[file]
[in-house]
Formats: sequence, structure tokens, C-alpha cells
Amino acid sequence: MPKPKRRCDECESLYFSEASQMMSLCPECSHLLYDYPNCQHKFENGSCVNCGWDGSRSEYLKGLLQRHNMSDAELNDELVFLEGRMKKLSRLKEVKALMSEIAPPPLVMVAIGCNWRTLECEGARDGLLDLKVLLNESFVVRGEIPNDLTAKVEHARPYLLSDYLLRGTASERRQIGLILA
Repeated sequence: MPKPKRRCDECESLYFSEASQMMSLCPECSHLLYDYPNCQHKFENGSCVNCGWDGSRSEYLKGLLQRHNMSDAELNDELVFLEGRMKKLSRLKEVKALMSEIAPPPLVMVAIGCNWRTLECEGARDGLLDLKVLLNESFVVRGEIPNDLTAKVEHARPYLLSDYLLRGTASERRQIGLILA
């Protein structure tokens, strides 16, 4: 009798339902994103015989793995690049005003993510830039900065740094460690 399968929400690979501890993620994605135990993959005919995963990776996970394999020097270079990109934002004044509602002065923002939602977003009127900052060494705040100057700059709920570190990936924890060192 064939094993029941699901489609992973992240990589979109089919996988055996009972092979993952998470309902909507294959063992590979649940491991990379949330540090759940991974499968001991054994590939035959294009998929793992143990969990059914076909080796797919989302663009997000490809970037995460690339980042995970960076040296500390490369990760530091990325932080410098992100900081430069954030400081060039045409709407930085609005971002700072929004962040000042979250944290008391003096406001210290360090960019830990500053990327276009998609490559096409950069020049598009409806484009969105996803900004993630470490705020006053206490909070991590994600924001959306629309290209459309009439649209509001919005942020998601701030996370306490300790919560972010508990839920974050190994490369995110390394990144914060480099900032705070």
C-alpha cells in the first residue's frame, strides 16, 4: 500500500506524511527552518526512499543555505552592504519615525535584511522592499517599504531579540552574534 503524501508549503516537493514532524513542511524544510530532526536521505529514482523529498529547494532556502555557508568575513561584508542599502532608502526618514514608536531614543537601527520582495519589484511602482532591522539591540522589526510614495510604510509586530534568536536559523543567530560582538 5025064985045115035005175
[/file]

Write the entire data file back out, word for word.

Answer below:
[in-house]
Formats: sequence, structure tokens, C-alpha cells
Amino acid sequence: MPKPKRRCDECESLYFSEASQMMSLCPECSHLLYDYPNCQHKFENGSCVNCGWDGSRSEYLKGLLQRHNMSDAELNDELVFLEGRMKKLSRLKEVKALMSEIAPPPLVMVAIGCNWRTLECEGARDGLLDLKVLLNESFVVRGEIPNDLTAKVEHARPYLLSDYLLRGTASERRQIGLILA
Repeated sequence: MPKPKRRCDECESLYFSEASQMMSLCPECSHLLYDYPNCQHKFENGSCVNCGWDGSRSEYLKGLLQRHNMSDAELNDELVFLEGRMKKLSRLKEVKALMSEIAPPPLVMVAIGCNWRTLECEGARDGLLDLKVLLNESFVVRGEIPNDLTAKVEHARPYLLSDYLLRGTASERRQIGLILA
């Protein structure tokens, strides 16, 4: 009798339902994103015989793995690049005003993510830039900065740094460690 399968929400690979501890993620994605135990993959005919995963990776996970394999020097270079990109934002004044509602002065923002939602977003009127900052060494705040100057700059709920570190990936924890060192 064939094993029941699901489609992973992240990589979109089919996988055996009972092979993952998470309902909507294959063992590979649940491991990379949330540090759940991974499968001991054994590939035959294009998929793992143990969990059914076909080796797919989302663009997000490809970037995460690339980042995970960076040296500390490369990760530091990325932080410098992100900081430069954030400081060039045409709407930085609005971002700072929004962040000042979250944290008391003096406001210290360090960019830990500053990327276009998609490559096409950069020049598009409806484009969105996803900004993630470490705020006053206490909070991590994600924001959306629309290209459309009439649209509001919005942020998601701030996370306490300790919560972010508990839920974050190994490369995110390394990144914060480099900032705070």
C-alpha cells in the first residue's frame, strides 16, 4: 500500500506524511527552518526512499543555505552592504519615525535584511522592499517599504531579540552574534 503524501508549503516537493514532524513542511524544510530532526536521505529514482523529498529547494532556502555557508568575513561584508542599502532608502526618514514608536531614543537601527520582495519589484511602482532591522539591540522589526510614495510604510509586530534568536536559523543567530560582538 5025064985045115035005175